California Firefighters Unable to Get Fire Insurance For Own Firehouses

The wildfire crisis in California has gotten so bad that even firehouses in the state aren’t able to get wildfire insurance.

During a state Senate budget subcommittee hearing that was held on Thursday, the rather ironic issue emerged.

The governor’s administration was defending an $11 million request the state Department of Forestry and Fire Protection had made to replace a kitchen at the Ishi Conservation Camp.

That facility trains and houses inmate firefighters in the remote foothills of the Sierra Nevada in Tehama County.

Building maintenance there is typically paid for by Cal Fire through bonds that are based on its property’s value. However, it wasn’t able to do so for this project because it wasn’t able to insure the property to the satisfaction of underwriters, Victor Lopez, an analyst in the Fire Department, told state lawmakers.

He explained:

“The insurance industry, they weren’t interested in selling insurance policies in the region due to the perceived fire risk in the area.”

The insurer of last resort, known as the FAIR Plan, doesn’t meet the requirements of the bond underwriters, which left them out of luck to fund this project.

State lawmakers from both sides of the political aisle were certainly caught off guard by those comments.

Republican state Senator Brian Dahle commented:

“We can’t get fire insurance at a fire station that’s going to be manned by firefighters. That’s where we are in California. That to me is crazy.”

Fire insurance has become a major issue in California, as an increasing number of wildfires ravage the state almost on an annual basis. In response, insurance companies have completely fled the state, announced that they wouldn’t be renewing policies or placed moratoriums on any new coverage.

Even after the California Insurance Commissioner allowed insurers to increase rates, companies still decided to leave the state. In just the last two months, for instance, State Farm announced it would be dropping thousands of homeowners from coverage, while American National said it was leaving California altogether.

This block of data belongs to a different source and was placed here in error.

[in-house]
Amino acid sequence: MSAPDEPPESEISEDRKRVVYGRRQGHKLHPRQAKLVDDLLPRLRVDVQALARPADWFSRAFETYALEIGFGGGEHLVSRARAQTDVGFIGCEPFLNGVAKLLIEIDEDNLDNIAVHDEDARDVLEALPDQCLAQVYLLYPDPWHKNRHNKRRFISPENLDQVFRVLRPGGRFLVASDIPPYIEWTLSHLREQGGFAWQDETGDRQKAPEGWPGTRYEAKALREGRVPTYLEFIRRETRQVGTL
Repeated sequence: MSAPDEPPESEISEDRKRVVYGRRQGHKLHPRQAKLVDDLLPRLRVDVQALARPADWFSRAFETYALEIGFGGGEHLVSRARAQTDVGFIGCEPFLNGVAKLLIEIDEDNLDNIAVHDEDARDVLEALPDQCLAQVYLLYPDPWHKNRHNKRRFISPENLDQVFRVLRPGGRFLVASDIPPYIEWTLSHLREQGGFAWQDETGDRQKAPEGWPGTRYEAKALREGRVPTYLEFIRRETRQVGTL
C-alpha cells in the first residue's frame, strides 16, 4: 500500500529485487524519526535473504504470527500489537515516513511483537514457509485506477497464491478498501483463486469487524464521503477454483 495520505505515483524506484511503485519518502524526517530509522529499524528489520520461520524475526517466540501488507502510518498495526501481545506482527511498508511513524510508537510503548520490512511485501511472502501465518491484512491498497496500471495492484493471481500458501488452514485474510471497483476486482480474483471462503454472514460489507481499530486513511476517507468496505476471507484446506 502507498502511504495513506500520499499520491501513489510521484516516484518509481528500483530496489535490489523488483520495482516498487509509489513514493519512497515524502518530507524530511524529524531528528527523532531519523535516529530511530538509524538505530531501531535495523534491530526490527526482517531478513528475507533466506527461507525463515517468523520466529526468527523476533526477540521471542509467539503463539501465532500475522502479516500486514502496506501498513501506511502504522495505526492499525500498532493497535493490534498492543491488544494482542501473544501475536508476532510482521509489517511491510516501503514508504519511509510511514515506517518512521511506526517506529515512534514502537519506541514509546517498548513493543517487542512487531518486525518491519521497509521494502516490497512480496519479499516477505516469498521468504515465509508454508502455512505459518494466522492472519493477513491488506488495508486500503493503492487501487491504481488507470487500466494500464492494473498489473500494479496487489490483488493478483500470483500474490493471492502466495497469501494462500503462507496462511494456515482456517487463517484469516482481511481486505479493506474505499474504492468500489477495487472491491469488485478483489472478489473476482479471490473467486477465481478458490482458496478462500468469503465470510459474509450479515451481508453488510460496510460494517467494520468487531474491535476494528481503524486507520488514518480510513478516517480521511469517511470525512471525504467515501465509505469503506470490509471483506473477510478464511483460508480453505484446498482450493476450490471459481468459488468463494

Democratic state Senator Josh Becker has introduced a bill that would require insurers to give home and property owners credit for things such as installing roofs that are fire-resistant or building fire breaks on their properties.

Insurance companies currently oppose the measure, arguing it would force them to take on way too much risk.

As Becker commented:

“It’s ironic and highlights the problem we’re trying to solve. We’re just trying to get recognition for the direct fire mitigation on the ground.”

In a follow-up email to Politico, Monica Hassan, a spokesperson for the state Department of General Services, said there are 16 projects the department has identified that might face trouble obtaining fire insurance.

Eleven of those projects are for Cal Fire.

Mike McGuinness, the deputy director of the state Department of Finance who’s responsible for Cal Fire, said they’ll be reviewing all upgrade and maintenance projects that are looking for funds this year to see if any might have trouble getting fire insurance.